After a disappointing lift on Thursday, one where I not only missed reps on my press but downright failed, my lift Saturday felt great. Of course it is always a sweet feeling to be able to get all your sets and reps with a new, heavier weight on the bar, but I realized as I was driving home, that this was only a piece of why my Saturday lift left me feeling so happy. The bigger piece of it came down to environment, to the supportive lifting community at Fivex3 Training.
Necessity dictated that I did my Thursday lift on my own at a nearby gym. From the get go, things were out of whack: different environment, mirrors everywhere, work issues filtering into my consciousness, and critical people. There are many different approaches to lifting weights and the approach one takes depends on one’s goals. There ought to be room to accommodate different types of lifting in any commercial gym, but there are usually a few individuals who don’t understand and criticize heavy lifting and feel perfectly comfortable expressing their views. Many people misperceive it as dangerous or possibly inappropriate for women or older trainees. Just look through the comments on Beau Bryant’s post and follow-up article from Westminster Strength and Conditioning about 88-year old Mrs. Fox’s 88# deadlift to get an idea. When I walked into the weightroom to lift that Thursday, one such outspoken individual was there, a woman who had stood next to me a few days prior, while one of my clients was doing weighted squats, and said loudly “Oh my God. The cartilage in my knees is shredding just watching you do that!” So when she started talking to me again that Thursday as I was warming up for my press, ideally I would have had the mental discipline to focus only on my lift and not on her follow-up commentary. Apparently my mental discipline is still a work in progress.
Conversely, when I went in for my Saturday lift at Fivex3, I was greeted by a much more encouraging environment. No mirrors or work issues to distract me, but more importantly no opinionated and critical people. Everyone was on the same page about lifting heavy weights as the most effective way to build strength and about its appropriateness for all people, regardless of age or gender. The trainees at Fivex3 were working on different lifts and different programs, some building pure strength, some working on conditioning, some training for Strong Woman/Man competitions, but there there was no judgment or negativity. The similarities in our lifts allow us to learn from each other, to spot each other, and to offer observations and suggestions when requested. If someone misses a rep, you will never hear “well, that’s because you shouldn’t be lifting so much weight”. Instead you might hear an empathetic, “Bar didn’t want to move. That’s ok. You’ll get it next time.” When I missed a rep on my bench press, Christian coached me to keep my back tighter and puff my chest more, so then when I easily got all my reps on the subsequent sets Coach Bob (aka: “Silent Bob”) noticed the difference and responded with a “Fuck Yeah!” and a fist bump.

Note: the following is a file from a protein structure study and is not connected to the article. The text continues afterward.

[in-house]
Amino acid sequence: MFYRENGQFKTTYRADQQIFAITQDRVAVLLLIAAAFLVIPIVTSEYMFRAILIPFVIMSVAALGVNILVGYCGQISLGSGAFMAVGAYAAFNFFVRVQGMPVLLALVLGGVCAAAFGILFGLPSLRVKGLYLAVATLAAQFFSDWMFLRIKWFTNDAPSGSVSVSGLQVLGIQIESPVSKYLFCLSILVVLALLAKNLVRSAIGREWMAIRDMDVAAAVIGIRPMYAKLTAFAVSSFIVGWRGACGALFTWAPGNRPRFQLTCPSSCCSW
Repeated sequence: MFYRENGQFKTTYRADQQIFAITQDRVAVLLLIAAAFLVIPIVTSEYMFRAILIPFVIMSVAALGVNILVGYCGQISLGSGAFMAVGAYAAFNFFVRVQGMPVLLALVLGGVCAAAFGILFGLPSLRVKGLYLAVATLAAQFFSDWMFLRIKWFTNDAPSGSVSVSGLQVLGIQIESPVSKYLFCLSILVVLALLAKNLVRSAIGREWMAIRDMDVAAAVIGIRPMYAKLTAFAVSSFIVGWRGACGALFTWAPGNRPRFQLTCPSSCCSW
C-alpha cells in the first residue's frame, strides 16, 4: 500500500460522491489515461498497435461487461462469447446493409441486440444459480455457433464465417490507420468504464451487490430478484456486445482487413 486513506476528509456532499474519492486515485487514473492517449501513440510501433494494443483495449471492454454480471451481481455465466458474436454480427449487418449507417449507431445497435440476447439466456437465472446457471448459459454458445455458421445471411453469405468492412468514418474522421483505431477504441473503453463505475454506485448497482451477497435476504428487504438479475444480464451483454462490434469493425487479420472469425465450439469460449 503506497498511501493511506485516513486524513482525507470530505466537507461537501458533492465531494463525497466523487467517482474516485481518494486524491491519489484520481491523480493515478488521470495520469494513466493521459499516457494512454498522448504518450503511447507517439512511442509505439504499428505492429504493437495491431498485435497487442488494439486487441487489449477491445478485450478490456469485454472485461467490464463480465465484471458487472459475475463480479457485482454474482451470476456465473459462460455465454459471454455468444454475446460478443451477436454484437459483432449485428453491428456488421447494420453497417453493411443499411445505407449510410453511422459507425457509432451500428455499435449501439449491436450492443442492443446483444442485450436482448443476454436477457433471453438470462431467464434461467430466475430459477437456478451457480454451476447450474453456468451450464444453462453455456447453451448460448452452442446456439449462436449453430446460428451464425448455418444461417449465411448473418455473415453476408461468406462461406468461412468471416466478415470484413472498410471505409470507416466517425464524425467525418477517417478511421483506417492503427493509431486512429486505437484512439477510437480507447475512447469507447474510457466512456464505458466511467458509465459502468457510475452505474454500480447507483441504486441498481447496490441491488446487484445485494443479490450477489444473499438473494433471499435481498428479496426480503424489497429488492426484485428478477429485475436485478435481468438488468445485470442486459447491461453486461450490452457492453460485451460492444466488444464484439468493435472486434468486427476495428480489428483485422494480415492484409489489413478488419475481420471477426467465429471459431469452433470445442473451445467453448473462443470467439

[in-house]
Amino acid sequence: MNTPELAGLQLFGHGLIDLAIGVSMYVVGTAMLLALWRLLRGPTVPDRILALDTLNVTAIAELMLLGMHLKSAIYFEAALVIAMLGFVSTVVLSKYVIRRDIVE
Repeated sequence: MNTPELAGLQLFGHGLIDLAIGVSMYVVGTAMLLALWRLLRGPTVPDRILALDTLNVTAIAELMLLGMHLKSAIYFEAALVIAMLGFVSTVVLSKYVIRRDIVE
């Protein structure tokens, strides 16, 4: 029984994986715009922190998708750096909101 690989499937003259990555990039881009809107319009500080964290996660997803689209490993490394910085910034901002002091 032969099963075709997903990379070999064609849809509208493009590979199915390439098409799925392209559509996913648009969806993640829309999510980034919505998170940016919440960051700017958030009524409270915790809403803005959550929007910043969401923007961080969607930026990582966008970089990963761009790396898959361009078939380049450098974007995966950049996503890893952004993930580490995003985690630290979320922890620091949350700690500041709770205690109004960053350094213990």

The starting perspective for any of the interactions between coaches or trainees at Fivex3 is that you can and should lift heavy weights and build strength. It is an attitude of empowerment, an expectation that you can and will do amazing things. That’s the beauty of a shared experience, of understanding what someone else is struggling with because you’ve struggled with it too. Those shared experiences become the building blocks of a supportive community. But that kind of support doesn’t need to be born just from shared experiences; it can also be forged from a desire to set judgement aside and attempt to understand another person’s perspective. What if that woman in the gym had asked why I had my client doing weighted squats, had tried to learn about the benefits of the exercise instead of standing behind her preconceived ideas? What if I hadn’t gotten rattled by her apparent criticism and instead tried to find out how she had formulated her opinion? For me that is clearly easier said than done, especially under a heavy load. In reality though we are all usually under some kind of heavy load, struggling with something that is far less obvious than a weighted barbell. Maybe if we begin with that recognition, it becomes easier to be understanding of the critical and judgemental people we encounter. And in reality, empathy and understanding offered to the difficult people in our lives is also pretty amazing.